A Difficult Friendship with Obama A Wall Separates Merkel and the Land of Her Dreams
Angela Merkel is traveling across America this week. It's a country she loves, but the German chancellor is still having trouble connecting with Barack Obama. Her political style couldn't be any more different from that of the US president. She's fighting to prevent the US from disregarding or dominating the Europeans.
German Chancellor Angela Merkel is traveling around the United States this week. She loves the country, but she has a few problems with its president, Barack Obama. Her political style is vastly different from that of the US president, but she also has something else to contend with: Washington's disregard for and attempts to dominate Europeans.
When Merkel is no longer Germany's chancellor, she will fly to America. She will land in California, rent a car, drive to the beach and gaze out at the Pacific Ocean. That, at least, was her plan in 1990, shortly after the fall of the Berlin Wall, and she still clings to that vision: America, the Pacific and a long road trip across the entire country.
Merkel is in the United States this week, as chancellor, and she will hardly be in a position to satisfy her wanderlust. But at least she'll see the Pacific, when she visits Los Angeles and San Francisco after spending time in Washington.
She is traveling to a country whose stunningly beautiful aspects hold an almost childlike fascination for Merkel, but whose political realities represent a cause for concern. During her visit, she will encounter representatives of opposing camps in the country's deeply divided political landscape. In Los Angeles and San Francisco, Merkel will meet with protagonists of the American dream, including California Governor Arnold Schwarzenegger, filmmakers at Warner Brothers and some of the Silicon Valley's best and brightest.
Tensions with Obama, But No Open Quarrels
But first she'll be in Washington, where Obama runs the show. She will see him at a nuclear summit attended by 40 other heads of state. The two years in which Merkel has interacted with Obama have been filled with tension, even if there has never been an open quarrel between the two leaders. He is precisely the president she didn't want to see in office, because he is the antithesis of her. This sentiment has been palpable from the very beginning, and it hasn't gone away.
But Obama isn't the only source of Merkel's concerns about America. She is also vexed over Washington's policy, which fluctuates between disregard for and dominance of the Germans. This isn't just the result of the president's personal characteristics, but of the respective roles of the two countries: the United States, a superpower being challenged by China, and Germany, which wants to be a medium power, but only plays this role economically, not politically. Merkel is confronted with this underlying conflict again and again.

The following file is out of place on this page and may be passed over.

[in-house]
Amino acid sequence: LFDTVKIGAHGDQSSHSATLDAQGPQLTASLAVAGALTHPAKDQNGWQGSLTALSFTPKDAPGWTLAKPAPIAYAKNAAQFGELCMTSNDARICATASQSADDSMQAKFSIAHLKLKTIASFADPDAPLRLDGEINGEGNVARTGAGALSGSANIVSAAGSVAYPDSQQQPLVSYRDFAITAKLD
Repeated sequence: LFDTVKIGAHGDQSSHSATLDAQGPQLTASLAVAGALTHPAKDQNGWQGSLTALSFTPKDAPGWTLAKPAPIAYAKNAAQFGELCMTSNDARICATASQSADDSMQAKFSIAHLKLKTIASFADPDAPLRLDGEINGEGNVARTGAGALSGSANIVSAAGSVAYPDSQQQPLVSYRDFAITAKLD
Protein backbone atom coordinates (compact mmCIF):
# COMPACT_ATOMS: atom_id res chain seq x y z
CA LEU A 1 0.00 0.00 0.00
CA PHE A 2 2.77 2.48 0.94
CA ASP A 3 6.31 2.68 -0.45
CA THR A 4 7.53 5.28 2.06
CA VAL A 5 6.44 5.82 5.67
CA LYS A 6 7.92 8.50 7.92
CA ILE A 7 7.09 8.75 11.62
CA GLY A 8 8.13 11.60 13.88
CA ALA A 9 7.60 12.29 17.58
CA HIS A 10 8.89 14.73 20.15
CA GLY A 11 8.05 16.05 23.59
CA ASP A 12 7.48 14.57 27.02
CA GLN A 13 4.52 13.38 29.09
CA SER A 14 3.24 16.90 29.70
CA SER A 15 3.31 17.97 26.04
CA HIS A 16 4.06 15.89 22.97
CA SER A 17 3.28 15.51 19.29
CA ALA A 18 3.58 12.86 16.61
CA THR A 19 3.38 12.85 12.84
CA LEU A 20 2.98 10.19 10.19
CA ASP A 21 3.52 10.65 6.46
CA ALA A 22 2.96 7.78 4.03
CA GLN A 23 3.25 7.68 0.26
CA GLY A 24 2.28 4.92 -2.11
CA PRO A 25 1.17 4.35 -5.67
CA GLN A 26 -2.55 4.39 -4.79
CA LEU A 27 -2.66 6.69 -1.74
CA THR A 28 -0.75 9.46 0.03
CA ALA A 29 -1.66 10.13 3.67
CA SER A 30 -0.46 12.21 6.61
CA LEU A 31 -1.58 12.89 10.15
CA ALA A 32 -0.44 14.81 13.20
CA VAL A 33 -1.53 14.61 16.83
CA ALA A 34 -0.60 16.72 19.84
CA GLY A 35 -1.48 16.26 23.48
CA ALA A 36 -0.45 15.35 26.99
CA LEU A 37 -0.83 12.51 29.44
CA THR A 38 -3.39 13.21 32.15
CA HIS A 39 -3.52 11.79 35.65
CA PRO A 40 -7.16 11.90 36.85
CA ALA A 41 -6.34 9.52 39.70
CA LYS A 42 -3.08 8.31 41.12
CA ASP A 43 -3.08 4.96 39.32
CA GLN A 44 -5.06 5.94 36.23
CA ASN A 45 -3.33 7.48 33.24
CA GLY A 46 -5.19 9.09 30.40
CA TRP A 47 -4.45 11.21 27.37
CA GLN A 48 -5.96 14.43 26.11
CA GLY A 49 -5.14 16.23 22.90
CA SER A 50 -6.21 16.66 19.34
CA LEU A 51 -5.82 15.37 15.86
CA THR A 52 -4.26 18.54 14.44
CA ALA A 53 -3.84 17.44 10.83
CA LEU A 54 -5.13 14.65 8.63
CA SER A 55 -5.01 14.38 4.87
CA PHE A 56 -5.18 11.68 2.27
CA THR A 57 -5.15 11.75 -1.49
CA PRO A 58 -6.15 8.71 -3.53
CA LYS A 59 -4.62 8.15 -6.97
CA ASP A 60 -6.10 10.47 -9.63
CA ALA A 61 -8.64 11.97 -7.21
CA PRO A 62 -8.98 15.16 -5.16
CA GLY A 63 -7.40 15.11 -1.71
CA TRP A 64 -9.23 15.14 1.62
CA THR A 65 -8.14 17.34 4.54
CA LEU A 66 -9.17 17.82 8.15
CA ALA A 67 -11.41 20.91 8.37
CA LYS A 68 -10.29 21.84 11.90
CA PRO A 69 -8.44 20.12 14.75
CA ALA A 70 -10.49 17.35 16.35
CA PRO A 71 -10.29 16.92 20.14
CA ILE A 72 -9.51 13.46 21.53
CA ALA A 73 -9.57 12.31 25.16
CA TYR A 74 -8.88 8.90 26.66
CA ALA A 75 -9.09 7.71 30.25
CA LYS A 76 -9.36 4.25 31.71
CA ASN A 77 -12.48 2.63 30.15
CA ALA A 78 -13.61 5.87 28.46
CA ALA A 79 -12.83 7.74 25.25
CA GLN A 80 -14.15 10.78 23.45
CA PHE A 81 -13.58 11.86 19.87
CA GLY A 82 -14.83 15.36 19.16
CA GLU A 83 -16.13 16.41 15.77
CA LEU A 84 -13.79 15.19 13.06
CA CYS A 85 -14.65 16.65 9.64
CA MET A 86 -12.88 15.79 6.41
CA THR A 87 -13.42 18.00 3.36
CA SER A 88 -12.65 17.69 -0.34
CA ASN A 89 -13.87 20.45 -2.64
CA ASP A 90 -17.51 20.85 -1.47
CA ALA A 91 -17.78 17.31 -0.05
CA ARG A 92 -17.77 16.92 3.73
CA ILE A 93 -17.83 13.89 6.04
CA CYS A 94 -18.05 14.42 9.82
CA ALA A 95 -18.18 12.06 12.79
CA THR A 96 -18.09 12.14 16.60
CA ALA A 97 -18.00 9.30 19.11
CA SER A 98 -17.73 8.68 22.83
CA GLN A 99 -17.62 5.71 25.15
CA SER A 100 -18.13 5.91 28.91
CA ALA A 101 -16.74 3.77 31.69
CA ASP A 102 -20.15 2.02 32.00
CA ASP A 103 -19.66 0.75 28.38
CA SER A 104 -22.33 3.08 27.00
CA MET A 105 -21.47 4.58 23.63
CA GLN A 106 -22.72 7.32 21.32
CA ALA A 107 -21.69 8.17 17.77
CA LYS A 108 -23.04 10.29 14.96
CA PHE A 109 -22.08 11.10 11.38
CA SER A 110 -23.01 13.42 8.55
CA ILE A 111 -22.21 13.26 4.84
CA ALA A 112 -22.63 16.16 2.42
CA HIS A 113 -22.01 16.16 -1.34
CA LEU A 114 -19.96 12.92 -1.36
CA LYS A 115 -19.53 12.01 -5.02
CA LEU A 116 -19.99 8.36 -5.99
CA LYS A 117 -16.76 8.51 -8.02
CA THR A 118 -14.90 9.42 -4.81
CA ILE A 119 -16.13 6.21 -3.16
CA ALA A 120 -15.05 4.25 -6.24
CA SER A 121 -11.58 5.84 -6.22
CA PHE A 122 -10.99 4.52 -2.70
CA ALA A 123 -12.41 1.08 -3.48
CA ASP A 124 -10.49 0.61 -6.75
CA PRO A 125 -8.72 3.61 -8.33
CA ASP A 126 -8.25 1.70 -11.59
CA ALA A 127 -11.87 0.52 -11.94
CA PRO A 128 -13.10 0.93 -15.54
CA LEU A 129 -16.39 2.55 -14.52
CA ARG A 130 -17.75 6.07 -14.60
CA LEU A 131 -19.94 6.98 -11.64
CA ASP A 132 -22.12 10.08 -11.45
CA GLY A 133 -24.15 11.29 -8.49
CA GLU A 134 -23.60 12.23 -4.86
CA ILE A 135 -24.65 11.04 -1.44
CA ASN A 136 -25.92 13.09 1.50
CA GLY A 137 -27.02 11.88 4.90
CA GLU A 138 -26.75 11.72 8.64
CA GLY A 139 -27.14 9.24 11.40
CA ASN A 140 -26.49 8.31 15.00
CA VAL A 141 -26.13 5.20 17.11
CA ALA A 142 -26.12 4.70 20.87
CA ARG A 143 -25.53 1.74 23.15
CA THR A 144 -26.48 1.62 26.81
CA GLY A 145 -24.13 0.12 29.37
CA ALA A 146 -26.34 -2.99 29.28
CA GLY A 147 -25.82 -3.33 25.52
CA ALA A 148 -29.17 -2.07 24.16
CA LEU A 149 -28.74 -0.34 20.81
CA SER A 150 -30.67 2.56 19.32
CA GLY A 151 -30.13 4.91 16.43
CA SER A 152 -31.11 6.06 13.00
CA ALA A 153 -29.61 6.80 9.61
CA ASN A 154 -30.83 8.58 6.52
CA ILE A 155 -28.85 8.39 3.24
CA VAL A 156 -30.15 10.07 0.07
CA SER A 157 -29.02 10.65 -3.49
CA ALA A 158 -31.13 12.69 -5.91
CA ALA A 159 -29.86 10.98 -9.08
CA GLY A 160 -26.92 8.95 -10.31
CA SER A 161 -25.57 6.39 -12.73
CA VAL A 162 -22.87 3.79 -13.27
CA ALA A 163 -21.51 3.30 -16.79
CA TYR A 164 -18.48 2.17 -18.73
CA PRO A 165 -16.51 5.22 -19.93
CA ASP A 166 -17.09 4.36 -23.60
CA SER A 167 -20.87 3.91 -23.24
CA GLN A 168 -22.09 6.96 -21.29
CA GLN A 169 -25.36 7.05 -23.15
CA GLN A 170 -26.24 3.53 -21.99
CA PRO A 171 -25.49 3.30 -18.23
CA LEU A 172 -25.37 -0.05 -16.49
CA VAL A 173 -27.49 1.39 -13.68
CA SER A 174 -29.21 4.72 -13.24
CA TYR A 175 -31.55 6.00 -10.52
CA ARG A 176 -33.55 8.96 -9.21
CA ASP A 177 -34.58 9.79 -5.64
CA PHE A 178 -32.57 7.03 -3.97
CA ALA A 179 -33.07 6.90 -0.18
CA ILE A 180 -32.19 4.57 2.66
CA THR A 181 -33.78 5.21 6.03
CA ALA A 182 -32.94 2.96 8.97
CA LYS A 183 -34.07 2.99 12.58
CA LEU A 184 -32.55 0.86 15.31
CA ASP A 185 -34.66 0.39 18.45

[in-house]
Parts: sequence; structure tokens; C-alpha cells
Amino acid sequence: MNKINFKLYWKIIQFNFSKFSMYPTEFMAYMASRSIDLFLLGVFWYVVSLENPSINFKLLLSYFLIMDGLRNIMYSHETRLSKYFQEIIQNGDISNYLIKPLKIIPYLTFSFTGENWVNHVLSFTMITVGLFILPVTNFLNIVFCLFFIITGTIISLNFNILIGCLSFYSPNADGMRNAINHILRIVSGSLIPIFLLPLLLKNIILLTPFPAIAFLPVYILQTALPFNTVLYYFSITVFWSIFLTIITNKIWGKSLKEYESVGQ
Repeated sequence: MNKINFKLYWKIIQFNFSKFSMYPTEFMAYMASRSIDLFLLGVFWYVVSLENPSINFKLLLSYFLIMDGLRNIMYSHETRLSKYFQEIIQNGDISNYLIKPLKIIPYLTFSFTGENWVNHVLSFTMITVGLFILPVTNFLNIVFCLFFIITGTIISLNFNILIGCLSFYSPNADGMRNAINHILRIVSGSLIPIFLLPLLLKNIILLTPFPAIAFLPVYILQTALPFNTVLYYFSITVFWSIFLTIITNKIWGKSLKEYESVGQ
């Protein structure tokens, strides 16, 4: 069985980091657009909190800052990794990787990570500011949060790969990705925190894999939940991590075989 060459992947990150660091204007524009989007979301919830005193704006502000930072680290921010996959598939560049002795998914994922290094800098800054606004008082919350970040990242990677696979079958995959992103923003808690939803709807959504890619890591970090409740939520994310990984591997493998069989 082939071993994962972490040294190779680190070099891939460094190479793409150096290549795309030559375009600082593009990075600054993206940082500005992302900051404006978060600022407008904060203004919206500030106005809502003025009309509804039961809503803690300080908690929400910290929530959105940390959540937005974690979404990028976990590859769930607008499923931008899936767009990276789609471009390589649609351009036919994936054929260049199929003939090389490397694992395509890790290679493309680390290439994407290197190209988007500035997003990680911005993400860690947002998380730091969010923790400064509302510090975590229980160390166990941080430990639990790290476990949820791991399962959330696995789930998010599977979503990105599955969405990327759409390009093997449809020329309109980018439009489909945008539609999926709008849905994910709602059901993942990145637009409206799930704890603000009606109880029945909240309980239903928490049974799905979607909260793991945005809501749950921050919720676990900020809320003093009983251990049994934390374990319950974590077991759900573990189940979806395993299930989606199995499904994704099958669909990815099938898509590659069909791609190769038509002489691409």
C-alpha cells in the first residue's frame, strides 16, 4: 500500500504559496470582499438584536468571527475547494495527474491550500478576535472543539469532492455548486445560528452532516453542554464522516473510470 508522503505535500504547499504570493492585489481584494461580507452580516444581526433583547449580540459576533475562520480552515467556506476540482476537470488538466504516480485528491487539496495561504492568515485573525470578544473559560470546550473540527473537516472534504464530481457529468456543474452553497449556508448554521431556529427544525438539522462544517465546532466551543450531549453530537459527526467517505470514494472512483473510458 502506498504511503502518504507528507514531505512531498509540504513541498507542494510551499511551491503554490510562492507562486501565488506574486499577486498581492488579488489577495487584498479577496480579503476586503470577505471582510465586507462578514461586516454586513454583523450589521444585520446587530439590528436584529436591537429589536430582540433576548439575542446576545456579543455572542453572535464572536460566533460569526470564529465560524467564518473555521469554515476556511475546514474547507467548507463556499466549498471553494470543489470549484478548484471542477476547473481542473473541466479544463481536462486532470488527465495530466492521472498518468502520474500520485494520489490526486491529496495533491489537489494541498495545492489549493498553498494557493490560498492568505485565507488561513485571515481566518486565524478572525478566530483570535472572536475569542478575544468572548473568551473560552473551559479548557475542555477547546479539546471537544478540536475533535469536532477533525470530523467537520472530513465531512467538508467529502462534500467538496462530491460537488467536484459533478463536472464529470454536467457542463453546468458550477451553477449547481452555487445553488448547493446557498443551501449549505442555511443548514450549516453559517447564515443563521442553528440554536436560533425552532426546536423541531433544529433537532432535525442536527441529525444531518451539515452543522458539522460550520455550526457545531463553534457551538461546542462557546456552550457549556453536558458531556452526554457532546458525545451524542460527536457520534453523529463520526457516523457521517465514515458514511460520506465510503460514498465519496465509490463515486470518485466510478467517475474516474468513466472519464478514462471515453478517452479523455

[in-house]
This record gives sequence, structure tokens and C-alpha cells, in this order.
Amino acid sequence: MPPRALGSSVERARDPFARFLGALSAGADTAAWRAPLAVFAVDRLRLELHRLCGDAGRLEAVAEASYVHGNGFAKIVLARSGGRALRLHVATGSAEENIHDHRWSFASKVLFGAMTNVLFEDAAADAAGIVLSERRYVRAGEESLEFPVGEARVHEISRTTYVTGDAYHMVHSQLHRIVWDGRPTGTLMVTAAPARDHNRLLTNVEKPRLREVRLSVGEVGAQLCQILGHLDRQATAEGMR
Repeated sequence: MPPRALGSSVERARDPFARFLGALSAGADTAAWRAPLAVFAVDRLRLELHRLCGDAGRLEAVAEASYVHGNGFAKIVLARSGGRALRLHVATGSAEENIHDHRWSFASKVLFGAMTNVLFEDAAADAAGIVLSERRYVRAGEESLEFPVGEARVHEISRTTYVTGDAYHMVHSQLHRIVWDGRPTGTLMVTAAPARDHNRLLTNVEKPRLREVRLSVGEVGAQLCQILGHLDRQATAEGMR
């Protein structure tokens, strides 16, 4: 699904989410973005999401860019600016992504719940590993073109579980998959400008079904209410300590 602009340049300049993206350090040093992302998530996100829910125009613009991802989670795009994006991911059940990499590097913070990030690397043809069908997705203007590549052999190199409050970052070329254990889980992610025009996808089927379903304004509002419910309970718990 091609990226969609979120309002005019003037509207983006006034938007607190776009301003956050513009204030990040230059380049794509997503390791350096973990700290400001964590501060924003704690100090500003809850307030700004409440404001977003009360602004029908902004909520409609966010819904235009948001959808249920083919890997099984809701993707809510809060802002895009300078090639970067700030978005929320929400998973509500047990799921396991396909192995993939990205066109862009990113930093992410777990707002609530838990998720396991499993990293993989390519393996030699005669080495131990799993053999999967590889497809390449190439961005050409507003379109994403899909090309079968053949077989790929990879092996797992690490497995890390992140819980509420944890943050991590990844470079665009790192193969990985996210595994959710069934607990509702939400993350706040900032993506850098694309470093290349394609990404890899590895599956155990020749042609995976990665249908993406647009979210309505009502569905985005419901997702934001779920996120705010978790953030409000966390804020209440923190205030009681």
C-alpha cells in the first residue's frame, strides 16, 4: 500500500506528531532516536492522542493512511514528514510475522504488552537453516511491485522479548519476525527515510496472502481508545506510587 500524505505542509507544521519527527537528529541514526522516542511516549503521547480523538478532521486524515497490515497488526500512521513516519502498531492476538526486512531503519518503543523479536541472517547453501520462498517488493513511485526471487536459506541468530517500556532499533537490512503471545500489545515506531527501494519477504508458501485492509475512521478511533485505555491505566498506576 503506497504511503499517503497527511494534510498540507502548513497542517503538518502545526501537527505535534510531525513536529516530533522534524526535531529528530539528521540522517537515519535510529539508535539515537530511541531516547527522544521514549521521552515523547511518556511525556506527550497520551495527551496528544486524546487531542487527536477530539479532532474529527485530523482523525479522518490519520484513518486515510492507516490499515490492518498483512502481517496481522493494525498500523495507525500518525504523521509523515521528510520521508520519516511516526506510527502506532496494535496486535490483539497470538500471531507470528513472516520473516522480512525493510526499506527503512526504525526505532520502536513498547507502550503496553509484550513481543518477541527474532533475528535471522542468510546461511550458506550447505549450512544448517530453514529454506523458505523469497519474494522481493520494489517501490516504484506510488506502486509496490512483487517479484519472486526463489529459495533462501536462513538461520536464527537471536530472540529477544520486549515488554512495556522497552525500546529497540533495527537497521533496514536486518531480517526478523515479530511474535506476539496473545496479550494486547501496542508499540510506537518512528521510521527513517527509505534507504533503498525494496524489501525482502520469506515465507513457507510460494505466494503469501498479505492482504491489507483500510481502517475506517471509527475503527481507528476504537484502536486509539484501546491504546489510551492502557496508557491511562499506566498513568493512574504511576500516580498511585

The chancellor was last in Washington on Nov. 3, 2009. She was there to give a speech to the US Congress, a rare honor for a foreign leader, and when she was responding to a journalist's questions shortly before the speech, something happened that almost never happens to her: she swallowed. She had a lump in her throat, and it rendered her speechless for a few moments.
'Nothing Inspires Me More Than the Power of Freedom'
She was excited, because this speech meant a lot to her. Then she stood up in front of the assembled US representatives and senators and said that because of the Berlin Wall, America had long been "the land of unlimited opportunity" for her. "I had to create my own picture of the United States from films and books, some of which were smuggled in from the West by relatives," she said. "I was passionate about the American dream -- the opportunity for everyone to be successful, to make it in life through their own personal effort."
At the time, she wore Levi's jeans that an aunt had sent her from the West, and because she longed for freedom, she also longed to see the country that had come to embody freedom, the United States. Before the joint session of the US Congress, she said: "There is still nothing that inspires me more, nothing that spurns me on more, nothing that fills me more with positive feelings than the power of freedom."
When Merkel lived in ossified, ailing East Germany, she imagined the West as a realm of efficiency and fantasy, imbued with a spirit of optimism. After the fall of the wall, she was disappointed by the Federal Republic of Germany, by its bureaucracy, sedateness and fearfulness. She sees the United States as a country that corresponds more closely to notions she once had of the West.
This is partly because she perceives her own life as a typically American, rags-to-riches story. She too has succeeded in making the unlikely journey from East German citizen to German chancellor, partly as a result of luck and partly through her "own hard work."
She would take a vacation there now if she could. But as chancellor, Merkel has to be readily available at all times, and given the time difference of six to nine hours, she feels that that is something she cannot guarantee. Instead, she experiences the country vicariously by barraging anyone who has just spent some time in the United States with questions.
- Part 1: A Wall Separates Merkel and the Land of Her Dreams
- Part 2: Merkel Favored Clinton out of 'Female Solidarity'